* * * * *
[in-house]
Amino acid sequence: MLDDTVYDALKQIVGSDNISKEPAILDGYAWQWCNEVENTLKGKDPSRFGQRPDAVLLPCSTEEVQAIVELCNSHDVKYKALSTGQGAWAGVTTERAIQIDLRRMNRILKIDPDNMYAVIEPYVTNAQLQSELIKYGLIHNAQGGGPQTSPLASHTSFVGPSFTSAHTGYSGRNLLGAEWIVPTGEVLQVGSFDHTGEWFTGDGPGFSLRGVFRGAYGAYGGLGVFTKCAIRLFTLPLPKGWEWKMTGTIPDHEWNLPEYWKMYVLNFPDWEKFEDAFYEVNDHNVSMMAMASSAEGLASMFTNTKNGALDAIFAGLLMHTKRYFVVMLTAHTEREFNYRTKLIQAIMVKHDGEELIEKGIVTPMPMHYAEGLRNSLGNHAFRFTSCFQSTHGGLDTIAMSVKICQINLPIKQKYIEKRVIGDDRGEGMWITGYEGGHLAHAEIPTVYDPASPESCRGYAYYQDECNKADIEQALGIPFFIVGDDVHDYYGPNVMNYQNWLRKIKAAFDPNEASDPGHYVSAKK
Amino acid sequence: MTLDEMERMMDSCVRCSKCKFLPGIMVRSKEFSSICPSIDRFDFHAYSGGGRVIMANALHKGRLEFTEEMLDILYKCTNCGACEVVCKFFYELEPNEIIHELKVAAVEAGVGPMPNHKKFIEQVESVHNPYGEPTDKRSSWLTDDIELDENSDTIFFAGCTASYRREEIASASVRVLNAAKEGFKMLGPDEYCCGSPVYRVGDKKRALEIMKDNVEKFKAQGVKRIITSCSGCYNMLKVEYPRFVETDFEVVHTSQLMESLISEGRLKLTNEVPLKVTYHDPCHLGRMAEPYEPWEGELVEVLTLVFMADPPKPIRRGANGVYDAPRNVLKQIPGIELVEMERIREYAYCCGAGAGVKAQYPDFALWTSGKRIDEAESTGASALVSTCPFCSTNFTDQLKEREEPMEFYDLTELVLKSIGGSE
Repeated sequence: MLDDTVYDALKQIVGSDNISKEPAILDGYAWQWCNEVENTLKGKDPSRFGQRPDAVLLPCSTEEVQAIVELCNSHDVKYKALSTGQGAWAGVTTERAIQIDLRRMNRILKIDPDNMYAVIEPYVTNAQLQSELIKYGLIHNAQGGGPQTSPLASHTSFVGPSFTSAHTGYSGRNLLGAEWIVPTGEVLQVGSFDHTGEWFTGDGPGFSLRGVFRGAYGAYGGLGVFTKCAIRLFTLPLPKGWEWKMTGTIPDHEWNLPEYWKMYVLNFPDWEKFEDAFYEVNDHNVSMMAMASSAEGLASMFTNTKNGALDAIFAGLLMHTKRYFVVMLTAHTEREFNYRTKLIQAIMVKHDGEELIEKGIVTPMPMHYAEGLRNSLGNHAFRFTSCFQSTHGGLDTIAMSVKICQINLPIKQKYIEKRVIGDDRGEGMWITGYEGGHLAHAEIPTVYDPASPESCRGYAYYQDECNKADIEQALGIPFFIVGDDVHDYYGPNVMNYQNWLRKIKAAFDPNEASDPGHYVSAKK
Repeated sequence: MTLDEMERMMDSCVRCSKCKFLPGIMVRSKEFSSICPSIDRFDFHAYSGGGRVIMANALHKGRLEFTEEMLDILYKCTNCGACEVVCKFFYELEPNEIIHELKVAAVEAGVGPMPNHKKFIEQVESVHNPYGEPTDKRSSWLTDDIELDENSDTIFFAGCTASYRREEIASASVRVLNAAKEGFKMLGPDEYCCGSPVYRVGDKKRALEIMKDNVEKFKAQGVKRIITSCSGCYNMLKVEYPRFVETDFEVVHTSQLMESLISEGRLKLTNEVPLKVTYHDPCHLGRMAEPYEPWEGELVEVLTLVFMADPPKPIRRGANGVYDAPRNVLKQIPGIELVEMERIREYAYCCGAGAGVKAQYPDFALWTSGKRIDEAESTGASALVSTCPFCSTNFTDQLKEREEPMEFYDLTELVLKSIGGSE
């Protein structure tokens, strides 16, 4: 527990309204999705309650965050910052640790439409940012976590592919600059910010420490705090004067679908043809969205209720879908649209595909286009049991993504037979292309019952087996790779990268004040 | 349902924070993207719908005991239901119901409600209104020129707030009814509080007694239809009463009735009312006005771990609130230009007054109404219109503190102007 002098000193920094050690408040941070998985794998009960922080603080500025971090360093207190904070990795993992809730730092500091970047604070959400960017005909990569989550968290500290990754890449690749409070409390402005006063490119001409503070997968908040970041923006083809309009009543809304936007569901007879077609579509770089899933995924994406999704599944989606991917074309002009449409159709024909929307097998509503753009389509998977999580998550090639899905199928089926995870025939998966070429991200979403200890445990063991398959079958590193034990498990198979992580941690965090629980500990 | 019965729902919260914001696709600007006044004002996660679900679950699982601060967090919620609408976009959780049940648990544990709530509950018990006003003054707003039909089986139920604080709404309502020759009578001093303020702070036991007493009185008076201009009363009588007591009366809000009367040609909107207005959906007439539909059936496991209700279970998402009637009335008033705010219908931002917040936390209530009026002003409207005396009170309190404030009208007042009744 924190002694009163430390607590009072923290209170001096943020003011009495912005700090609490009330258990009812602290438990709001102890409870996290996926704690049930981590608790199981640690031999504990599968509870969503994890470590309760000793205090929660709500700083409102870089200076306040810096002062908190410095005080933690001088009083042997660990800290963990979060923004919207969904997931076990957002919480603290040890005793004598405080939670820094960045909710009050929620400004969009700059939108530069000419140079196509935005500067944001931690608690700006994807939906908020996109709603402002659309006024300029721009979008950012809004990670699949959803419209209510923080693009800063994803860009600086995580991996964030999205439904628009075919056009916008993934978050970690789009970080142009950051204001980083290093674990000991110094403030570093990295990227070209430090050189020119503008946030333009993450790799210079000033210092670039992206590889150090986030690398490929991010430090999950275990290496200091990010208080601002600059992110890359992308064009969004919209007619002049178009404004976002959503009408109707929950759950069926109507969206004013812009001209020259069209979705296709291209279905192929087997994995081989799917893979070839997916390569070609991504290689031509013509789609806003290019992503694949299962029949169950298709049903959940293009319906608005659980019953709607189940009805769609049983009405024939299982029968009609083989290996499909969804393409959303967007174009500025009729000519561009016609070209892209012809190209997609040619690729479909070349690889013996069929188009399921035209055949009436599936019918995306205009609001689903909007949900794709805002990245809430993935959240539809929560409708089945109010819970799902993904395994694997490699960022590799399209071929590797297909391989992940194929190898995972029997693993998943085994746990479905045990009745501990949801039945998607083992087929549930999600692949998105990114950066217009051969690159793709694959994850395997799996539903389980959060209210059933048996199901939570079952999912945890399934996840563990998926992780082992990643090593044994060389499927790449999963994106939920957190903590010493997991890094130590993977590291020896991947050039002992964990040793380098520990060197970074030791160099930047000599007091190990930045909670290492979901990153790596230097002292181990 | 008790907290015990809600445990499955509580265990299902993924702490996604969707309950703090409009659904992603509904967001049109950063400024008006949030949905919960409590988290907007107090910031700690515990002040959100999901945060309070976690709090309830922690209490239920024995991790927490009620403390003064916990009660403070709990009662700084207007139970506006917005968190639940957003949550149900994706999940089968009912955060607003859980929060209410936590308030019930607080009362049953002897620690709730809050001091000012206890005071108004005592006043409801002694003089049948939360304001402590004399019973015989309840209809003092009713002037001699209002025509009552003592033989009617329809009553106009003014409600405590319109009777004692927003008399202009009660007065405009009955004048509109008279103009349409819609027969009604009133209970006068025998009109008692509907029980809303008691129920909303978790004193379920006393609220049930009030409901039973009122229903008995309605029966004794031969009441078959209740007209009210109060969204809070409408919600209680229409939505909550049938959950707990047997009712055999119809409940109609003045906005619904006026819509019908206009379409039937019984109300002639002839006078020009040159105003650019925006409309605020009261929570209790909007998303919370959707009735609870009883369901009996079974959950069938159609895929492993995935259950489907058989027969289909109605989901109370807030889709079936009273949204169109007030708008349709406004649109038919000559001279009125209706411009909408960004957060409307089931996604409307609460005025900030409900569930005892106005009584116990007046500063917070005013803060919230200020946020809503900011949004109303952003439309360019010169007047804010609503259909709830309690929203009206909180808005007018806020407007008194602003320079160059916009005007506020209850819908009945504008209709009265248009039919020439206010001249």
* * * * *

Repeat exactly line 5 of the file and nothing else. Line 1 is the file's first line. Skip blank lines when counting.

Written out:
Repeated sequence: MTLDEMERMMDSCVRCSKCKFLPGIMVRSKEFSSICPSIDRFDFHAYSGGGRVIMANALHKGRLEFTEEMLDILYKCTNCGACEVVCKFFYELEPNEIIHELKVAAVEAGVGPMPNHKKFIEQVESVHNPYGEPTDKRSSWLTDDIELDENSDTIFFAGCTASYRREEIASASVRVLNAAKEGFKMLGPDEYCCGSPVYRVGDKKRALEIMKDNVEKFKAQGVKRIITSCSGCYNMLKVEYPRFVETDFEVVHTSQLMESLISEGRLKLTNEVPLKVTYHDPCHLGRMAEPYEPWEGELVEVLTLVFMADPPKPIRRGANGVYDAPRNVLKQIPGIELVEMERIREYAYCCGAGAGVKAQYPDFALWTSGKRIDEAESTGASALVSTCPFCSTNFTDQLKEREEPMEFYDLTELVLKSIGGSE